“We don’t have to devote hours every week to driving [our children] to therapies and classes.
We don’t have to battle
with their anxiety because we are trying to expose them constantly to things
they hate; with the belief that it will prepare them for life.
We do not have to accept the professional and social assumption that our children are faulty, and that they must be fixed or tinkered with in order to have a good quality of life.”
Ally Grace, autistic parent of three autistic children
I recently saw an interesting post on a Parents of Blind Children Facebook group, which I will paraphrase here. “My 19-month-old son receives early intervention services, and some therapies from the school. The local Commission for the Blind wants me to enrol him in their program for more therapy. Does my son really need so much therapy? He’s reaching milestones fairly well on his own. We just moved to a new state, I work full-time, and I’m pregnant-I guess that’s affecting my thought process on this.”
In the western world, families of children born with disabilities often find themselves negotiating a complex web of systems. It always starts with doctors-often too many doctors, sometimes multiple unpleasant, wallet-draining diagnostic procedures-to identify the congenital disability in the child. Then, once a disability is pronounced by the medical gatekeeper, the family is urged to sign up for “early intervention” services that may or may not be government-funded. The services vary widely depending on the disability and the locale, but usually they include “therapies” designed to correct specific deficits or “delays” in the child during critical periods of development. Therapeutic goals may be based on assessments showing what the child is lacking, with goals oriented toward ability-centric milestones like walking, speech, or “typical” social interaction. There is often an assumption (spoken or unspoken) that congenitally disabled kids will have adverse outcomes without the intervention.
In my own case, there was a private agency in my hometown where my family and I received early intervention after I was diagnosed blind at six months of age. I ended up going to preschool there, and later, to their summer camps. When I was in high school, I read the organization’s Website, where they justified the importance of their infant programs by stating that “research shows that at least 80% of what children learn in their first five years of life is learned visually.” They touted their services as being vital to compensate for all the information that blind children cannot acquire visually. At the time, I found their statistics persuasive. But then, I met a blind teacher of blind children, who suggested a different interpretation. “Perhaps 80% of what *sighted children* learn is visual and 20% is nonvisual,” she explained. “But that doesn’t mean that blind children, on their own, learn 80% less. It just means they learn 100% from nonvisual experience.”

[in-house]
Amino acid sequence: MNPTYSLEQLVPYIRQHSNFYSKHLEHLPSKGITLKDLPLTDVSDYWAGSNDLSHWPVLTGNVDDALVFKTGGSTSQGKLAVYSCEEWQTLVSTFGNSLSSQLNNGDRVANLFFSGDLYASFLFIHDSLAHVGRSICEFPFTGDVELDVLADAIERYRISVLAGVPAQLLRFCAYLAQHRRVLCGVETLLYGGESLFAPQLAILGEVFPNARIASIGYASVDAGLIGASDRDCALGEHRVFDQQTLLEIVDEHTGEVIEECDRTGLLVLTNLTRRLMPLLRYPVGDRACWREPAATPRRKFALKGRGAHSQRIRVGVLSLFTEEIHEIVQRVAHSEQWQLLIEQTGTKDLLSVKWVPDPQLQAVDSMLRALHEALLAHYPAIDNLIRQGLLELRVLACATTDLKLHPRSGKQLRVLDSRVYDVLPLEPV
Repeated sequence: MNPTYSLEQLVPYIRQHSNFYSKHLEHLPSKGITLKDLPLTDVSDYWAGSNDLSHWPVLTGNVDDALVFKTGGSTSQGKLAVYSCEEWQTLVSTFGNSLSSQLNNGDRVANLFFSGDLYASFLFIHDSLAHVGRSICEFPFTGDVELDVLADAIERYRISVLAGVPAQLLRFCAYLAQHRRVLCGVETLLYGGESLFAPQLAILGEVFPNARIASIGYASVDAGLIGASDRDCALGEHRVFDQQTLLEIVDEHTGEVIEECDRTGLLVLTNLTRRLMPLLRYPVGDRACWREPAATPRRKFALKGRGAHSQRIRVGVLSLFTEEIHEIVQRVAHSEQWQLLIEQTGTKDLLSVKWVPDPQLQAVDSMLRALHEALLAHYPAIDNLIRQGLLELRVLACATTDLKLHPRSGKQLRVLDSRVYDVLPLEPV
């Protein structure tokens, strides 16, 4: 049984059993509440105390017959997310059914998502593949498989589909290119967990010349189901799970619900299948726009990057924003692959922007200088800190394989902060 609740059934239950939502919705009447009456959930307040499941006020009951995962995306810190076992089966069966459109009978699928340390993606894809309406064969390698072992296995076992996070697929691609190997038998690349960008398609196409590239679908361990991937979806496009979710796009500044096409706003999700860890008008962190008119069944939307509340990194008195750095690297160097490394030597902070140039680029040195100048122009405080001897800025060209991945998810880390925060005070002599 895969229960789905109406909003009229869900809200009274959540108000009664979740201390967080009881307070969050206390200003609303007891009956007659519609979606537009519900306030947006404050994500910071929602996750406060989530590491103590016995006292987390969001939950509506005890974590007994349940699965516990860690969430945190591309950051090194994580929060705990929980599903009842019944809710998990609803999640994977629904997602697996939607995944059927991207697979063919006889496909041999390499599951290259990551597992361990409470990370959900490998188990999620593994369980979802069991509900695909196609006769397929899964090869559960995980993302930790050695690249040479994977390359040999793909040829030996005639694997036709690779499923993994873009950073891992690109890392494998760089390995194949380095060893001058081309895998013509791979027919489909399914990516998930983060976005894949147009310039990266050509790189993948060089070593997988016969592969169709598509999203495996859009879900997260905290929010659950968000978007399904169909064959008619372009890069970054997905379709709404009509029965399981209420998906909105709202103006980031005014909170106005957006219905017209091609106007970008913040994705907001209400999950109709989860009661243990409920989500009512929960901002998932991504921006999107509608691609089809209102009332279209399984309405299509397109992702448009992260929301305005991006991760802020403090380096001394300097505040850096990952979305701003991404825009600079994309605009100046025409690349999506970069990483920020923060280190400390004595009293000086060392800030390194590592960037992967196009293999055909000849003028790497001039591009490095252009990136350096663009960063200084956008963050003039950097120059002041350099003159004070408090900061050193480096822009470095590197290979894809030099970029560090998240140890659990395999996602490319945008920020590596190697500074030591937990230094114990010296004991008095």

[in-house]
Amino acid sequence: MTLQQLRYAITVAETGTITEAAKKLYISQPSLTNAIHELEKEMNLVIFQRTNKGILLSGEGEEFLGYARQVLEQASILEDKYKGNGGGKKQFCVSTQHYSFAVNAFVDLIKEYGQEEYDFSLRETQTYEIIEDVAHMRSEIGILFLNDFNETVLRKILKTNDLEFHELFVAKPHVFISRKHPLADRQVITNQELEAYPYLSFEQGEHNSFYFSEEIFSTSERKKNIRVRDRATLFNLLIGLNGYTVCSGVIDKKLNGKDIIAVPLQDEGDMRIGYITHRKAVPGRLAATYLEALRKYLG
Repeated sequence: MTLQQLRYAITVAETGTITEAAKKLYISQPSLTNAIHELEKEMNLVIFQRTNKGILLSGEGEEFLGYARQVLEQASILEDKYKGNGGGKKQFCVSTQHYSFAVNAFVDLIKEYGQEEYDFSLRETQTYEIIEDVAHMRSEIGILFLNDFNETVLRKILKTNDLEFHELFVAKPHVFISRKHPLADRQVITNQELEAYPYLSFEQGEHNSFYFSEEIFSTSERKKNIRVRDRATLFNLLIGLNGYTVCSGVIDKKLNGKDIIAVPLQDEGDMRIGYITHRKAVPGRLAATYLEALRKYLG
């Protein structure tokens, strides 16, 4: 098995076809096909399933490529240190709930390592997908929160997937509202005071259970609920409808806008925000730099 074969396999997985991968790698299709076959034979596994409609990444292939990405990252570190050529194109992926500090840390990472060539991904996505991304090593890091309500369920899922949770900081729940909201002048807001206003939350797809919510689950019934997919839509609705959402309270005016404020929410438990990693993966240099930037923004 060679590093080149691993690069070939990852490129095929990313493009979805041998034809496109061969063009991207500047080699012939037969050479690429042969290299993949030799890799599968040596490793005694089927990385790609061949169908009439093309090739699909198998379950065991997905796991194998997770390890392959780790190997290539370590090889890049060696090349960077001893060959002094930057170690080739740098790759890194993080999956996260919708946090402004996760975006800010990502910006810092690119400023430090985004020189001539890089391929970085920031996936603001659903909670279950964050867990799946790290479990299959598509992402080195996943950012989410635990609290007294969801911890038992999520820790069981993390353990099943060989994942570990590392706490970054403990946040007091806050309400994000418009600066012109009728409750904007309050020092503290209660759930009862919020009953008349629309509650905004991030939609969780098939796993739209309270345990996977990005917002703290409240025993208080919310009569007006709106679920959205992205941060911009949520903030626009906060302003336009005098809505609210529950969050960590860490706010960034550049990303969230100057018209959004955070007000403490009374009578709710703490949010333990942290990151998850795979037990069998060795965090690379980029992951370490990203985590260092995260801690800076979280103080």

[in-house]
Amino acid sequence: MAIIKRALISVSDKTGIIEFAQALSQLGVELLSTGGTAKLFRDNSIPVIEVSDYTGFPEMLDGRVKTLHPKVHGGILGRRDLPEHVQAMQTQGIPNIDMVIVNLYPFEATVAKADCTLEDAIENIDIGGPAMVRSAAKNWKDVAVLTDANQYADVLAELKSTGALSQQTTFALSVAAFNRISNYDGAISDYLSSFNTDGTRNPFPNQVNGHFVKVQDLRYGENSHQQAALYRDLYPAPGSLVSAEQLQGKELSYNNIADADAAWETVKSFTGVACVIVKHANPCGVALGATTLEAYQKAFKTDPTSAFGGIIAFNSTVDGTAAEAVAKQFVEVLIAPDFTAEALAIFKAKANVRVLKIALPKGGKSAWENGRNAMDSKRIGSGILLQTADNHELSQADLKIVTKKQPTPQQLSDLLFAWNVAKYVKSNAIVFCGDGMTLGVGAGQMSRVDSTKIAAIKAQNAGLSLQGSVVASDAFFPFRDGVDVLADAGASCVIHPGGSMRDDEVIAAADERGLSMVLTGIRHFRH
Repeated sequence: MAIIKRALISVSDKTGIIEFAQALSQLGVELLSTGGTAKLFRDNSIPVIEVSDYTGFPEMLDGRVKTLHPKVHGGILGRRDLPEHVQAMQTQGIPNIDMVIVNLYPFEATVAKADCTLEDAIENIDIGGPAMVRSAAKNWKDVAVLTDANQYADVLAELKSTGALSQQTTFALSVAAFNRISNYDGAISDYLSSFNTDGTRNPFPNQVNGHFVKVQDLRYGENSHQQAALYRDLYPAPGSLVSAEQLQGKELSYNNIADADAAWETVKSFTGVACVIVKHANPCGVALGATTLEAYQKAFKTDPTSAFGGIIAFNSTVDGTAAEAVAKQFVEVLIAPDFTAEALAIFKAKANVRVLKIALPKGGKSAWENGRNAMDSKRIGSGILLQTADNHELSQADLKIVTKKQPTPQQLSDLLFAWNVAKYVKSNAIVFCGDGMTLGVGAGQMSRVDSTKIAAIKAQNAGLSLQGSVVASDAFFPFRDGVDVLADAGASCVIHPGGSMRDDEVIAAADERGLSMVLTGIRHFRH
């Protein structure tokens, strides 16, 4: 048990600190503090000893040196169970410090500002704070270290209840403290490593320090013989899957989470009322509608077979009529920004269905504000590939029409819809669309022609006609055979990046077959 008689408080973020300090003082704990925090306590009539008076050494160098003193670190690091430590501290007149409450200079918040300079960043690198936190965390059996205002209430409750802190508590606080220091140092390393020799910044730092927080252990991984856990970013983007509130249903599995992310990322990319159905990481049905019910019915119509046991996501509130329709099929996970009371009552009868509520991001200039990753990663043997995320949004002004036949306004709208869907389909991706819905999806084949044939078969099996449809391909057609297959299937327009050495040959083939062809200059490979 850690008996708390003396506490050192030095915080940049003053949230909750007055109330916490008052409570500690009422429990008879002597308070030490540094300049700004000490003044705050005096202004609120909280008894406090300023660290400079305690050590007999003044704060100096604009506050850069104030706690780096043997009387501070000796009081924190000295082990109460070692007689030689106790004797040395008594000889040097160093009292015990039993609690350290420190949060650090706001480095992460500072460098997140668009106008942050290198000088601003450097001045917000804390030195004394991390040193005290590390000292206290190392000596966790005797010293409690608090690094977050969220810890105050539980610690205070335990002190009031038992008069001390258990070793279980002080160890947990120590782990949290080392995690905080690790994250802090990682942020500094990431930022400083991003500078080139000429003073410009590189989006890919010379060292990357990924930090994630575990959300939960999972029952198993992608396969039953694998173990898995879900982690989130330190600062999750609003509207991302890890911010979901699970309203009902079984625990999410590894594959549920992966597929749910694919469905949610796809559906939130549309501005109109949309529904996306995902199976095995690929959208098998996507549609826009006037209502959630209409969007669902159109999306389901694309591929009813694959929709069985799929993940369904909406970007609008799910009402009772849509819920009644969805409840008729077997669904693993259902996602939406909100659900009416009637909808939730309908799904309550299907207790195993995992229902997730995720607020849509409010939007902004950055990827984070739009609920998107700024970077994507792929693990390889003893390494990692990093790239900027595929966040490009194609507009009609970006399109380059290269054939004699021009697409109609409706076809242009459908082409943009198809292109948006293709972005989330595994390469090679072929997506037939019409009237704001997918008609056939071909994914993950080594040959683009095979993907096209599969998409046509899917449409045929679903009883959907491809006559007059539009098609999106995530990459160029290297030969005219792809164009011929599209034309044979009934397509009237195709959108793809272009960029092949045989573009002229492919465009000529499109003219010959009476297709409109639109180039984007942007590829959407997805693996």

Undoubtedly, there are children and families who benefit from state-funded early intervention. But I have long questioned whether it truly is vital for everyone, or if there could be unintended harms when therapists are unfamiliar with the specific disability condition, or if they hold negative, deficit-based attitudes about congenital disability. In the parent groups, I hear from parents who are overwhelmed by all the different professionals, schedules, and expectations. Young kids who may be similarly overwhelmed, seemingly resistant to therapy. With blindness, I hear about blind kids working with physical or occupational therapists who’ve never worked with a blind person before, and it makes me wonder how their intervention could possibly be more helpful than just engaging in ordinary play.